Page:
Health insurer Land of Lincoln's shutdown could jeopardise obamacare

The Illinois Insurance Department moved on Tuesday to shut down Land of Lincoln Health because of its unstable financial health, which could hit 49,000 policyholders coverage in the coming months.

According to commentators, the collapse of the insurer was a significant setback for the Affordable Care Act, as Obamacare is called, in Illinois.

The insurer was among 23 non-profit cooperatives nationwide set up under the federal health law to provide cost-effective coverage and competition in state insurance markets. Failure of the Land of Lincoln, had shrunk the list of co-ops to seven.

However, neither regulators nor the company have said exactly when Land of Lincoln Health would be shut.

Policyholders would be able to buy insurance from a different carrier to cover them for the rest of 2016, the state insurance department said. However switching plans would entail costs.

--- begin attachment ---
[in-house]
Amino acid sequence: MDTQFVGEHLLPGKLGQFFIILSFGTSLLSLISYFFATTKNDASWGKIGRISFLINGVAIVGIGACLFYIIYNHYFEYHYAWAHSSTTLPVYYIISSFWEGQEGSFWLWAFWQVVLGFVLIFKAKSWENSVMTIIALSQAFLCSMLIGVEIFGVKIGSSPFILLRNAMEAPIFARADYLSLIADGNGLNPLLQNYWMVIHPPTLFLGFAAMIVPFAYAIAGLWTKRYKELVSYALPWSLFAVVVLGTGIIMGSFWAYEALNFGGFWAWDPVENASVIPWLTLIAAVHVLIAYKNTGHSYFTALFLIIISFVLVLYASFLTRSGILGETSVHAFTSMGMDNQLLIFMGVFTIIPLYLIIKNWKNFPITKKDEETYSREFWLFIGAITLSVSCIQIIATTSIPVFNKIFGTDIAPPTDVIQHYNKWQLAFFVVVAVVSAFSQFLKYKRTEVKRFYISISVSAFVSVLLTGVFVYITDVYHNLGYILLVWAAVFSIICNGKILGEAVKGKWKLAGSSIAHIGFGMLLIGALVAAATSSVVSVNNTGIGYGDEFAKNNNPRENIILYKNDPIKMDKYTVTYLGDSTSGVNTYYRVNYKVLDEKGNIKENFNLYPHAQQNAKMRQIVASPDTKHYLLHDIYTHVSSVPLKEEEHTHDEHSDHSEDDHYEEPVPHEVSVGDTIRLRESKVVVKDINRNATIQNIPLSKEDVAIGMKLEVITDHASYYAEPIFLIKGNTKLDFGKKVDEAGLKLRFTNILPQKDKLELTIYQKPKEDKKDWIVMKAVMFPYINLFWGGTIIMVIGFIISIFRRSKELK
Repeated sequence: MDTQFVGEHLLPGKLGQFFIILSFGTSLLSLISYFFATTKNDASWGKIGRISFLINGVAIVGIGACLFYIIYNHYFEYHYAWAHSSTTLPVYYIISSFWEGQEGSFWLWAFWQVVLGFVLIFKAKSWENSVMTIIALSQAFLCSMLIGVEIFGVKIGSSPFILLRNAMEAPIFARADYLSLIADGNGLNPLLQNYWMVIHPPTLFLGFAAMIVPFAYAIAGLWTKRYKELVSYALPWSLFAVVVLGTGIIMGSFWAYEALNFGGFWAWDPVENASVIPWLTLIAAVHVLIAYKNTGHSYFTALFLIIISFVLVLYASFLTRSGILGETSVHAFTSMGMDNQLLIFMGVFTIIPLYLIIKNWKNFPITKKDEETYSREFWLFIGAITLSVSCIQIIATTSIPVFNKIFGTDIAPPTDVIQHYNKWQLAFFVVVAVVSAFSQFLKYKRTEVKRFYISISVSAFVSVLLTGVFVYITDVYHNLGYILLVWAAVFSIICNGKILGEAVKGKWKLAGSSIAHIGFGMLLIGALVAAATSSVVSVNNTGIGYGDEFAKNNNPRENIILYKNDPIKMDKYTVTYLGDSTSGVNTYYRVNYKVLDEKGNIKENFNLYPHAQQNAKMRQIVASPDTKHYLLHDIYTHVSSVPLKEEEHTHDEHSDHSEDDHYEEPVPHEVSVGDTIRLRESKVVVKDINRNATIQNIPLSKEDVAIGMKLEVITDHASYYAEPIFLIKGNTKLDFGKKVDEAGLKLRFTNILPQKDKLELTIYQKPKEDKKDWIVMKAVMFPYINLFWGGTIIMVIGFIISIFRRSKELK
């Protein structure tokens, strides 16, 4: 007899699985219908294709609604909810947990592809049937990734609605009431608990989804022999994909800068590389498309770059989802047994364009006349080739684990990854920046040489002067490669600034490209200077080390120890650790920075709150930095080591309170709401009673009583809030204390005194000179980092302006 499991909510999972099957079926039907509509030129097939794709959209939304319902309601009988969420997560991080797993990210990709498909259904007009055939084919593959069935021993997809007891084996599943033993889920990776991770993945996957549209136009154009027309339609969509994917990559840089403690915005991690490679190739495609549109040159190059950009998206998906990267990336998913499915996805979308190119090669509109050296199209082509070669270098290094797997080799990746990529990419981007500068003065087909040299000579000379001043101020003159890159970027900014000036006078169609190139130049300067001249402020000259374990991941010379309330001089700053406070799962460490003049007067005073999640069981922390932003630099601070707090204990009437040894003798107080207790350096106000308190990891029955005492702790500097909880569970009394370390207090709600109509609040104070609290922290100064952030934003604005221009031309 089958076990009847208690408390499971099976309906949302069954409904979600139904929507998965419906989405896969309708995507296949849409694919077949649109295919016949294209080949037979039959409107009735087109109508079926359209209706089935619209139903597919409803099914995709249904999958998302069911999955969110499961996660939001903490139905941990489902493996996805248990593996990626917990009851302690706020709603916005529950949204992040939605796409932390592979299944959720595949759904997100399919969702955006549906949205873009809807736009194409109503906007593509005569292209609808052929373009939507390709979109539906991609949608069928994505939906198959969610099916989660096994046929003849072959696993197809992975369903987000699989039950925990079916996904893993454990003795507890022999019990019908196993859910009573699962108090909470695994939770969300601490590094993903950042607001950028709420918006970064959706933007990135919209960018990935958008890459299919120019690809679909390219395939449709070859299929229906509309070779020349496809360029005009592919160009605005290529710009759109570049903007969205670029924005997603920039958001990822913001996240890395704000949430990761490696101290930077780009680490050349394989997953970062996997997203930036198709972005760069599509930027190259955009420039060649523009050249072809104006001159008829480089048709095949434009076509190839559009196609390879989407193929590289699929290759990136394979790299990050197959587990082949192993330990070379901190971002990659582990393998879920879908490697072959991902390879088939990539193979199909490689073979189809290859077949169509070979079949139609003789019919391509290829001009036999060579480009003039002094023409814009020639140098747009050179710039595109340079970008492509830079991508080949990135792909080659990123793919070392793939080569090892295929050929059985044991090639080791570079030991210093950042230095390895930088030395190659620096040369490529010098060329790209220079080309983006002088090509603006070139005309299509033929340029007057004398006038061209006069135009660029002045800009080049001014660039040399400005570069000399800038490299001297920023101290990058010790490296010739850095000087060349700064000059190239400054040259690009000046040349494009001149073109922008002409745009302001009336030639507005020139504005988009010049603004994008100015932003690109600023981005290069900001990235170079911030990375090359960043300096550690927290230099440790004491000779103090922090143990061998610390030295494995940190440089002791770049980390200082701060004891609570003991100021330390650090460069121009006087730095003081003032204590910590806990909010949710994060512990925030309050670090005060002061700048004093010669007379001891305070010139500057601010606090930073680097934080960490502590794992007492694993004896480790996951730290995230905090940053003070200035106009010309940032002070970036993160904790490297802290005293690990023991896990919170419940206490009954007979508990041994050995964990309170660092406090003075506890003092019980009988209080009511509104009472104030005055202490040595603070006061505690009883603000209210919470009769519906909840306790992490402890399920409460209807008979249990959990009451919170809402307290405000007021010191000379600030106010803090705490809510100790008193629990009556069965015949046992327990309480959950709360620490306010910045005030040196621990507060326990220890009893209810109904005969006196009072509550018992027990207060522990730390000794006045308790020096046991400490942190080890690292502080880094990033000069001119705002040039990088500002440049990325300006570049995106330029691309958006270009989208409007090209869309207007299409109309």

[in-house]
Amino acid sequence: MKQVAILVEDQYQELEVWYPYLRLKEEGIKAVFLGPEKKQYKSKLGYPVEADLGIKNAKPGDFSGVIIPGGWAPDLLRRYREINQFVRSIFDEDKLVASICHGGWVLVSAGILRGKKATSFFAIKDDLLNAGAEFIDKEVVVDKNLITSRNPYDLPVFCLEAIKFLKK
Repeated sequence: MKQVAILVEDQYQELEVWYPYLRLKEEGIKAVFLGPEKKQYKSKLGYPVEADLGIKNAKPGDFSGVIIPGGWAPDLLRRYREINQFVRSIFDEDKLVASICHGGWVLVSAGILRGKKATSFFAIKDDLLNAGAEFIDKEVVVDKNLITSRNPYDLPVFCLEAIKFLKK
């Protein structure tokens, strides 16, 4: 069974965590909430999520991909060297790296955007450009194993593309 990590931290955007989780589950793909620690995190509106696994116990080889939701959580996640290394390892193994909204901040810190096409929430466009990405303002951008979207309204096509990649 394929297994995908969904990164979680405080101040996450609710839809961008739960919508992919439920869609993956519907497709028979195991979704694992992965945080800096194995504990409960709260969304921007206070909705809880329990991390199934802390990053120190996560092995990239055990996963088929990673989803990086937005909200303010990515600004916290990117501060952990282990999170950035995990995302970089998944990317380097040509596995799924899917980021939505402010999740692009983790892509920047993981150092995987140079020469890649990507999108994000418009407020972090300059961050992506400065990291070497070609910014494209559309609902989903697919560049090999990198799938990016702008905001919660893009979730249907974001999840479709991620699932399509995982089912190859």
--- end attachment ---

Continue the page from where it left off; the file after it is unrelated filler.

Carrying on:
The co-pays and deductibles enrollees that had been paying since January would not transfer new plans. Also a new plan would reset deductibles and out-of-pocket maximums paid by consumers.

The Chicago Tribune quoted Stephani Becker, a health-care policy analyst at the Chicago-based Sargent Shriver National Center on Poverty Law, "This could be very disruptive for people who either liked Land of Lincoln's provider network or had met their deductible and other out-of-pocket limits."

A 3-year-old startup, Land of Lincoln Health, lost $90 million in 2015 and over $17 million through 31 May.

According to Illinois Department of Insurance officials, they were seeking a court order allowing the state to take over Land of Lincoln Health and prepare the company for liquidation.

The department's acting director, Anne Melissa Dowling, would work with the federal government to set a 60-day special enrollment period for Land of Lincoln policyholders to find and purchase new health coverage.

Over the period of transition, policyholders would need to continue to pay their premiums to maintain their coverage and healthcare providers would need to honour their contracts for service to patients, according to a department news release.